Sixer’s Substitute’s Soapbox: Marshalling his thoughts from the Reading draw

With both Pete Sixsmith and his normal stand in Bob Chapman both electing to give this game a miss we welcome a new contributor to the ranks of Salut! Sunderland and a fine job he does too. John Marshall is from North of the Tyne and like many children of the North East, moved away from the region to find fame and fortune, but whilst that river is sometimes seen as a dividing line between red and white and black and white hinterland, just as many sons and daughters of County Durham have gone over to the dark side, John saw the light at an early age and has been red and white ever since.

He did in fact spend some time in the Royal County and returned there yesterday to see a spirited performance and a fighting draw marred by a couple of defensive lapses of the type that we have seen all season to leave us 24th out of 24 with time running out.

Over to John……

Sixer’s soapbox sees another new occupant.

It is indeed a rare event when Pete Sixsmith and Bob Chapman both miss a Sunderland game, so it was an unexpected pleasure to be invited to do this report. A big task though, as both are excellent writers, while my journalistic experience is limited to articles in the school magazine – so a bit like David Corner stepping in for Todd and Watson, but hopefully without his mistakes.

A brief intro to myself; despite being born in mid Northumberland, I chose in 1964 to decline the Mags and to follow the Black Cats, going to my first game at Roker during the 66 World Cup. I met Bob in Sheffield in 1973, and have steadily migrated further away from the North East ever since, and have been ensconced in north Somerset for the past 20 years. This means I only get to 5-10 games per season, with my appearance determined by where , when and whether I can get a ticket.

This is only my fifth game this season (and my last thanks to Sky), in a town I am very familiar with, having lived, worked and married in Reading; I was there for four years in the early 90s and was an occasional visitor to Elm Park and the Madejski. We haven’t played them much in the past and like the town, games I have seen have been good and bad, with a couple of wins and a 4-0 thrashing under Reid. Remarkably, after that game we went unbeaten in 16 and reached the playoffs, while Reading went down.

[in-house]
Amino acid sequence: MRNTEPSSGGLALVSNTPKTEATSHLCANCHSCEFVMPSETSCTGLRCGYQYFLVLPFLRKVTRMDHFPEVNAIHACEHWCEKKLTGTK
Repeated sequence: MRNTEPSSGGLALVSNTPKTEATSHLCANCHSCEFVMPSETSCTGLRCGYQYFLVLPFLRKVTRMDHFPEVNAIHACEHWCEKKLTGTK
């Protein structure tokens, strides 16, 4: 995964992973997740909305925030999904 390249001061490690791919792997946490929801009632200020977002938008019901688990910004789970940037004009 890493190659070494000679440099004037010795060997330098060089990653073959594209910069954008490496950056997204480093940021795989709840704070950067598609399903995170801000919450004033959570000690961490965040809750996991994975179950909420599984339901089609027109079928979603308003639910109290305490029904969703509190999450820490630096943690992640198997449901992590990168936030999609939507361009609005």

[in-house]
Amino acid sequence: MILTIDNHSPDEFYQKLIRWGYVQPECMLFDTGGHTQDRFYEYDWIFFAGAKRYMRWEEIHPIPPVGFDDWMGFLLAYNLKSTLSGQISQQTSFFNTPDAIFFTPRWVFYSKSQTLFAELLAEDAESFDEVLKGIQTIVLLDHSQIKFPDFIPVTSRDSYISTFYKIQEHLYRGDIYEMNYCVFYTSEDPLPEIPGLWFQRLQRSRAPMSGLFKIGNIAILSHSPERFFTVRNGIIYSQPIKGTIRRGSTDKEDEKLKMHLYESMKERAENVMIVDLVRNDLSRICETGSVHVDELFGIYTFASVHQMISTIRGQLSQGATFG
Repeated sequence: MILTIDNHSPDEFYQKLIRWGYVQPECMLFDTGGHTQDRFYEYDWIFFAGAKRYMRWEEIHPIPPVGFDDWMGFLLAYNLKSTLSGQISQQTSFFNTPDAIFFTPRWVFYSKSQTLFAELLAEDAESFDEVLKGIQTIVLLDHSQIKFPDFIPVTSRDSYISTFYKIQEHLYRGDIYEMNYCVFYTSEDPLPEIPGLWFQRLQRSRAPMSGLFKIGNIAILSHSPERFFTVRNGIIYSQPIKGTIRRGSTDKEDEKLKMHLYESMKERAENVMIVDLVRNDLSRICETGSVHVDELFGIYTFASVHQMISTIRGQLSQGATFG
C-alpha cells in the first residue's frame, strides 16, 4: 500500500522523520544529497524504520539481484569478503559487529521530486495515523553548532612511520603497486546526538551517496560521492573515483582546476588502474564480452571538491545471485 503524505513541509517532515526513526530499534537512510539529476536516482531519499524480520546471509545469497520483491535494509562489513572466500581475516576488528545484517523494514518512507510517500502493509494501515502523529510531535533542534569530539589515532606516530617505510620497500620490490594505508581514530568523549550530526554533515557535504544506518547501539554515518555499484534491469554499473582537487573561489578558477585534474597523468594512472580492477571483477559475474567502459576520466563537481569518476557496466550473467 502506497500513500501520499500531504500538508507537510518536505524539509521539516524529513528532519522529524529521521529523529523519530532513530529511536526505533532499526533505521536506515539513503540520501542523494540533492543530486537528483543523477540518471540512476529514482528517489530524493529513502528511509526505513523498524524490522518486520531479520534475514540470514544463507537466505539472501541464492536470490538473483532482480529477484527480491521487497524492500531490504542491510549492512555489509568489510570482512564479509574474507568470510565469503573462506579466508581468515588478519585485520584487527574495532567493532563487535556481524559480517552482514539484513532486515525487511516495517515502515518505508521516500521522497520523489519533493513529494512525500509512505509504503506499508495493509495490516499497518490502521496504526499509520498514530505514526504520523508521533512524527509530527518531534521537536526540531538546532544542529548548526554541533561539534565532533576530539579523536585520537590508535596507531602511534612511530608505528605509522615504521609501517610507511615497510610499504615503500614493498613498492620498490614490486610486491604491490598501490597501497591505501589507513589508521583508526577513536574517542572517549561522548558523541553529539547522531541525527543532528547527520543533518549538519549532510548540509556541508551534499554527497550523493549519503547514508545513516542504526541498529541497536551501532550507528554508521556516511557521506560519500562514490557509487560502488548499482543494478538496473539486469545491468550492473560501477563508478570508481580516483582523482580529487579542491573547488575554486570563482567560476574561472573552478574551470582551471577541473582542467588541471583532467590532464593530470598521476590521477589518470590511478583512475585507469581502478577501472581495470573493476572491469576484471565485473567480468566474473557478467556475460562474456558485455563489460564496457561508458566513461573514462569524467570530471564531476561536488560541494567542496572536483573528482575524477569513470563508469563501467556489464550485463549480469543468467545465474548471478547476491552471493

It being a weekend, trains for Bristol were disrupted and after a longer journey than usual though rural Wiltshire, I arrived in a very sunny Reading and settled into a nice pint of pale ale in the Greyfriar, a Camra listed craft beer pub close to the station. It’s always good to meet up with friends pre-match and I was soon joined by Mick, Bob’s Bedford-based cohort, Spenna, and Pete, my Cardiff supporting mate, who was in a more buoyant mood than the rest of us.

And so to the match.

       Paddy McNair back and on the scoresheet

I didn’t have great expectations. Both sides have similar records in terms of goals scored and lots conceded and that they are struggling but ahead of us down to their ability to hold on to win games. They had in fact won the last two home games 1-0, after replacing their manager. We lined up without skipper John O’Shea, replaced by Wilson, with returns for Oviedo and McNair and a surprise start for McManaman.

The atmosphere inside the ground was deafeningly quiet and it was all a bit like a gentle pre-season in the sun. We looked untroubled but not too threatening ourselves, while they settled and waited for our inevitable mistake. Camp gave us three – firstly a shanked kick out straight to their midfield, then spilling the ensuing tame shot before finally grabbing the legs of Bodvarsson instead of the ball. Clear penalty and 1-0.

We responded positively, Fletcher, who had a good game, shot across goal against the post, and McManaman’s follow up effort was headed off the line. But we were still one down at half time.

Back when he was one of ours.